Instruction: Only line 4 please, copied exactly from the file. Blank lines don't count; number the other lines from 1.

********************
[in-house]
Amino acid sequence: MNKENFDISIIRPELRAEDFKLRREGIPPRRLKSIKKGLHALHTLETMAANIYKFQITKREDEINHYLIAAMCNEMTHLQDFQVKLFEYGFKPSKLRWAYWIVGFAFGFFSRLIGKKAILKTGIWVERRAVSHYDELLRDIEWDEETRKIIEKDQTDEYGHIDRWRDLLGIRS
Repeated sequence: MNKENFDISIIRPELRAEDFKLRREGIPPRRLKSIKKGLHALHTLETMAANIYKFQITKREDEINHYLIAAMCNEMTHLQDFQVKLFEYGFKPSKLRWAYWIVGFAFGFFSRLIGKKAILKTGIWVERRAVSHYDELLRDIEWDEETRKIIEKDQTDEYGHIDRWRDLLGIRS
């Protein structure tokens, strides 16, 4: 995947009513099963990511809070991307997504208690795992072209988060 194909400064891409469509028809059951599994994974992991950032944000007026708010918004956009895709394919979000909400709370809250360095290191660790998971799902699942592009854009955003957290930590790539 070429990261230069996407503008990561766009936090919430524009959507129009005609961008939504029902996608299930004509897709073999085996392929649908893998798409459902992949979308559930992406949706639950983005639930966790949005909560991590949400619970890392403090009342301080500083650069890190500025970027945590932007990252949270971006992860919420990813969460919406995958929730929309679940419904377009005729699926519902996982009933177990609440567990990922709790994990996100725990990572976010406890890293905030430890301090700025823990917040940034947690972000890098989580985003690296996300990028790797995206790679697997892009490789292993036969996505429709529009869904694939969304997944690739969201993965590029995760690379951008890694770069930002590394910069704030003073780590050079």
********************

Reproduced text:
């Protein structure tokens, strides 16, 4: 995947009513099963990511809070991307997504208690795992072209988060 194909400064891409469509028809059951599994994974992991950032944000007026708010918004956009895709394919979000909400709370809250360095290191660790998971799902699942592009854009955003957290930590790539 070429990261230069996407503008990561766009936090919430524009959507129009005609961008939504029902996608299930004509897709073999085996392929649908893998798409459902992949979308559930992406949706639950983005639930966790949005909560991590949400619970890392403090009342301080500083650069890190500025970027945590932007990252949270971006992860919420990813969460919406995958929730929309679940419904377009005729699926519902996982009933177990609440567990990922709790994990996100725990990572976010406890890293905030430890301090700025823990917040940034947690972000890098989580985003690296996300990028790797995206790679697997892009490789292993036969996505429709529009869904694939969304997944690739969201993965590029995760690379951008890694770069930002590394910069704030003073780590050079």